Hope and Redemption

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BY MALIA ZIMMERMAN – An innovative probation program in Hawaii is quickly becoming a model for judicial reform across the nation.

Founded by Hawaii Circuit Court Judge Steve Alm in 2004, the program called HOPE has helped nearly 2,000 so called “clients” with alcohol and drug addictions in the judicial system with convictions for everything from car theft to sexual assault to violent crimes.


Embraced by conservatives and liberals – touted as successful by law enforcement and defense attorneys and even those on probation – Hawaii’s Opportunity Probation with Enforcement, or HOPE, is being studied by legislatures and judiciaries across the country, Congress and researchers based at Pepperdine University and the University of California, Los Angeles.

The program, which emphasizes closer monitoring of those on probation, frequent drug testing and personal responsibility and accountability, has already been adopted by at least 20 counties in states that include Alaska, Alabama, Arizona, Arkansas, California, Massachusetts, New Jersey, Pennsylvania, Virginia and Washington. Arizona actually took the program a step farther and is applying it to its juvenile population, not just the adult offenders, in a total of four counties.

Hawaii’s Chief Justice Mark Recktenwald says: “Judge Alm is a leader in the true sense of the word, by advocating for change in the way we supervise probationers and by following through to make that change a reality.”

In Hawaii, the program is saving taxpayers money, says Alm, estimating a $4,000 savings per person in the system. Locally, it costs $50,000 a year to house a prisoner at Halawa Correctional Facility. Hawaii’s prisons are so overcrowded and expensive to operate that Hawaii sent its prisoners to Arizona, costing $27,000 and $30,000 per prisoner there.

Recktenwald agrees: “HOPE has been proven remarkably successful in turning offenders’ lives around, which makes our community safer and reduces the amount of taxpayer dollars spent on incarceration.”

Judge Steve Alm

Alm starts each day optimistic about the car thieves, burglars, sex offenders and, in some cases, violent offenders with drug and alcohol addictions who will come before him to ask for a second chance.

There is Koaalii Kaopuiki, a Honolulu resident and father in his 30s, who is addicted to methamphetamine, also known as ice. But says he has not taken the drug for a year. Kaopuiki, dressed in more formal street clothes, nods as Alm tells him that if he blows his chance at redemption while on probation, that he will be choosing drugs over his 15-year-old daughter.

“You want to be a good role model for her and make sure she avoids problems. She has all the same temptations in the world, and if you are using ice, you have zero credibility with her,” Alm says.

Alm has 1,800 “clients” enrolled in HOPE – a program Alm founded in the fall of 2004. This is a good percentage of the 12,000 offenders on felony probation or deferral in the state and the 8,200 on Oahu.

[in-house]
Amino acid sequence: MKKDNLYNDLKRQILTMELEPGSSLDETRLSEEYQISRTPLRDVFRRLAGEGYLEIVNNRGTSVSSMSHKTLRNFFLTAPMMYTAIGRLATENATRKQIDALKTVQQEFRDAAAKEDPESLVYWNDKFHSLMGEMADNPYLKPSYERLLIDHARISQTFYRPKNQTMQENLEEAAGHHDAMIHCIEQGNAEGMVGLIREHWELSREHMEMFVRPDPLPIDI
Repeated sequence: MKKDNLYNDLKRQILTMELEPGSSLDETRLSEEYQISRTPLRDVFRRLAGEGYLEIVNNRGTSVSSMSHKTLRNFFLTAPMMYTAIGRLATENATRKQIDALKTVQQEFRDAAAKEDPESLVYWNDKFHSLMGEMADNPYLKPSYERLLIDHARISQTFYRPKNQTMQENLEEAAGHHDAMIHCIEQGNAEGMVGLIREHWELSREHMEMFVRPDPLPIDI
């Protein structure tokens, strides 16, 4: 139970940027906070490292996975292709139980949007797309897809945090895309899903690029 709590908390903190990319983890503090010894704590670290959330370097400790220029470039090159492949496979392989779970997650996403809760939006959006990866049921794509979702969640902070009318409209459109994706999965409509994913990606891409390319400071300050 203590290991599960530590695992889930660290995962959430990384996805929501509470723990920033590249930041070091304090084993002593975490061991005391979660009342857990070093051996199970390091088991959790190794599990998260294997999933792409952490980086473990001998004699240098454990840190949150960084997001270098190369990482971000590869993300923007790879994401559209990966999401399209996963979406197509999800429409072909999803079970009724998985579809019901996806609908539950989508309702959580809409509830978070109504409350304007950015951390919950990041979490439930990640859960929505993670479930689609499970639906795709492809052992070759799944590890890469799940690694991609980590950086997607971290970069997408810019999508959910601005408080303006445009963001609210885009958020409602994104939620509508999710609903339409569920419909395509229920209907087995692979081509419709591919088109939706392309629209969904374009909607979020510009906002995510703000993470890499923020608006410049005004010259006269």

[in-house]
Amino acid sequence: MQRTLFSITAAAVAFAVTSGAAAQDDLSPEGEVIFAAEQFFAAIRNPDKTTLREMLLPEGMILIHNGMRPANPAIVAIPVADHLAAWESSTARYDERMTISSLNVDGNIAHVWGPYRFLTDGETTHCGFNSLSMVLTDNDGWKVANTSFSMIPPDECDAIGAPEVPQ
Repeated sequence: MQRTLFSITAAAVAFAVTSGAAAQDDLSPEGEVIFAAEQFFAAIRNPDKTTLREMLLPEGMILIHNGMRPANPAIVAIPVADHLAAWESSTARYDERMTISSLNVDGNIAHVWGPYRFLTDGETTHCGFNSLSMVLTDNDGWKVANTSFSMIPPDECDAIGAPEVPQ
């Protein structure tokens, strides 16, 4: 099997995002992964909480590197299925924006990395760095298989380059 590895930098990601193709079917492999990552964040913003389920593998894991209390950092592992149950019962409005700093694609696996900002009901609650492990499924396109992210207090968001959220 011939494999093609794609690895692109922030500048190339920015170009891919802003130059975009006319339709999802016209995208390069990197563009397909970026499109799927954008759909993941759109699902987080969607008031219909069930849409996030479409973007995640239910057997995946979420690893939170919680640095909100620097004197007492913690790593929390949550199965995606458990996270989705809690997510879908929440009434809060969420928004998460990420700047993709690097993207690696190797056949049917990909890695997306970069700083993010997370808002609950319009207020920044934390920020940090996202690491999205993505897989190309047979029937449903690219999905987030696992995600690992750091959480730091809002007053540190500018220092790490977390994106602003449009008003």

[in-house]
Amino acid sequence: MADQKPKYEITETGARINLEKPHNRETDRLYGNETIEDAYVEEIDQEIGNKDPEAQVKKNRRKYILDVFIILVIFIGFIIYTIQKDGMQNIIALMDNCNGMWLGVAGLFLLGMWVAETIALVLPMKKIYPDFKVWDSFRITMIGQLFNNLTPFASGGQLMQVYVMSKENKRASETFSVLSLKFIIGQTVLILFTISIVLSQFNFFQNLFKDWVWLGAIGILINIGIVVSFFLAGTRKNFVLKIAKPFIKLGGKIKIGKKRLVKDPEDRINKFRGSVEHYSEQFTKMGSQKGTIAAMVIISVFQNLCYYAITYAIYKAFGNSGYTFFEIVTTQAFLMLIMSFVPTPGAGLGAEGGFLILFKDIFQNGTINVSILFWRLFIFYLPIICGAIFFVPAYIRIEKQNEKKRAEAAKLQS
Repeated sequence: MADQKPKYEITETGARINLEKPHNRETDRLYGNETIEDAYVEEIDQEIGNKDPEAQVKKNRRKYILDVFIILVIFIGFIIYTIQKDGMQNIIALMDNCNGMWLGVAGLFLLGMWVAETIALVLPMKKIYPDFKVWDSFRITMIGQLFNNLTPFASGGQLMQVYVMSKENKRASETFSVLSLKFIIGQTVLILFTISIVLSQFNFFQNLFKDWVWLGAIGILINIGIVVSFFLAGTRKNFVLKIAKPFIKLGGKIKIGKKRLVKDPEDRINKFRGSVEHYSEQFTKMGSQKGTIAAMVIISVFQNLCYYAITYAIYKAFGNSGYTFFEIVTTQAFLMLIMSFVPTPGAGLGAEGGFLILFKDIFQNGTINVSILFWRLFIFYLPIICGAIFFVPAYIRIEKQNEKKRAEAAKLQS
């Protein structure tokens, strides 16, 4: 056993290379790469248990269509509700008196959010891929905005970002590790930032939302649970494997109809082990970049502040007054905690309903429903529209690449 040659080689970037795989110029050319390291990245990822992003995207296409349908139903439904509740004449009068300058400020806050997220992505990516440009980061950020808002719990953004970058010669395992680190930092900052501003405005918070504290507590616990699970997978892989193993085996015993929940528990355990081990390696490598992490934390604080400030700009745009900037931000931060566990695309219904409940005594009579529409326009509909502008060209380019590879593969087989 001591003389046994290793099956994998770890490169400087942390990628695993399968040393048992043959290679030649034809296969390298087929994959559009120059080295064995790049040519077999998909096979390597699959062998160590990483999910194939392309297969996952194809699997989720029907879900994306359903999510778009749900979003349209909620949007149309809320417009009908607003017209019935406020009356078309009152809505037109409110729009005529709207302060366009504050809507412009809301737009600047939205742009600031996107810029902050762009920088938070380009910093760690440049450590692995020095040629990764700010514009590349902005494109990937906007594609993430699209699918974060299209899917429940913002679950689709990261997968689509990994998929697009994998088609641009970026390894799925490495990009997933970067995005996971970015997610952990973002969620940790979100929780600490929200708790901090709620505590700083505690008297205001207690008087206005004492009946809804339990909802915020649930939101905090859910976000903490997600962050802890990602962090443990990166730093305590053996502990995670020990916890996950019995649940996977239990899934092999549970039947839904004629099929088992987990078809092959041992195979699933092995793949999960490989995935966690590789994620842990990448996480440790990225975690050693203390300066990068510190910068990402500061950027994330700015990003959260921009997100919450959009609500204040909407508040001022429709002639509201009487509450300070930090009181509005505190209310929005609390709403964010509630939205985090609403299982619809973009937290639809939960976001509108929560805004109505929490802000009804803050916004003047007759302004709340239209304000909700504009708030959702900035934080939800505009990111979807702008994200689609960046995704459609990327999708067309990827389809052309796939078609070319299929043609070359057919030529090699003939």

Kaopuiki, accompanied by his family, pledges he will abide by the law. He gets a second chance with Alm by agreeing not use drugs again, not hanging out with addicts and showing up for  regular spontaneous drug testing tests. He also pledged not to run away while on probation or commit other crimes.

If he makes mistakes, he will turn himself in immediately. He understands that there are no excuses; that he is in charge of his decisions, his life, and must make the right choices or the consequences will be serious and swift and will probably involve jail time.

The extensive discussion that Alm has with each person who comes before him in court is just like Parenting 101 – behave or there will be immediate consequences. He says he got the idea in his first week on this court calendar in June 2004.

“I could tell that the current probation system was broken. Probation officers had caseloads of up to 180, and the dynamic was that offenders would repeatedly break the rules of supervision – by using drugs, skipping probation appointments and failing treatment – because there were no real consequences,” Alm said.

“After the offender racked up 20, 30 or more violations, the probation officer would feel they had a ‘good’ case for bringing a Motion for Revocation of Probation. The probation officer would spend hours working on the affidavit and motion, and a warrant for the offender’s arrest would be prepared, and he or she would eventually be arrested and typically 10 weeks later be brought into my court for a Motion to Revoke Probation,” the judge said.

“The probation officer would typically deem the offender ‘not amenable to probation’ and almost invariably recommend I sentence the offender to the underlying five, 10 or 20 years in prison,” Alm said. “I thought to myself, ‘this is a crazy way to operate. A crazy way to try to change anybody’s behavior.’”

He said he thought about his own son and what he did when his child misbehaved.

“I would repeat the rules and warn him that if it happened again, I would give him a specific consequence right away,” the judge said. “And he learned to connect the bad behavior with the consequence, and the bad behavior stopped.”

Alm applied good parenting skills to reorganizing the “creaky old probation system” into being “swift, certain and proportionate for each and every violation.”

A former deputy city prosecutor who rose to become Hawaii’s U.S. Attorney from 1994 to 2001 and then a state judge in 2001, he is nicknamed the “hanging judge.” Alm is considered one of – if not the toughest – judge in Hawaii in terms of sentencing. But he points out that he also doesn’t hesitate to show compassion when it comes to addicts who commit to the program and prove they are willing to change.

Alm has a fairly accurate “BS” detector as evidenced by his intense questioning of the more than a dozen people who came before him earlier this week, including one young mother who he sentenced to 10 years in prison for a repeat forgery offense, despite her tearful plea and promise to reform.

While to some cynics or veterans in law enforcement and the defense community at first believed the goal of the program – to keep people out of prison by empowering them to change and serving up swift consequences if they don’t – was too lofty, history proved them wrong.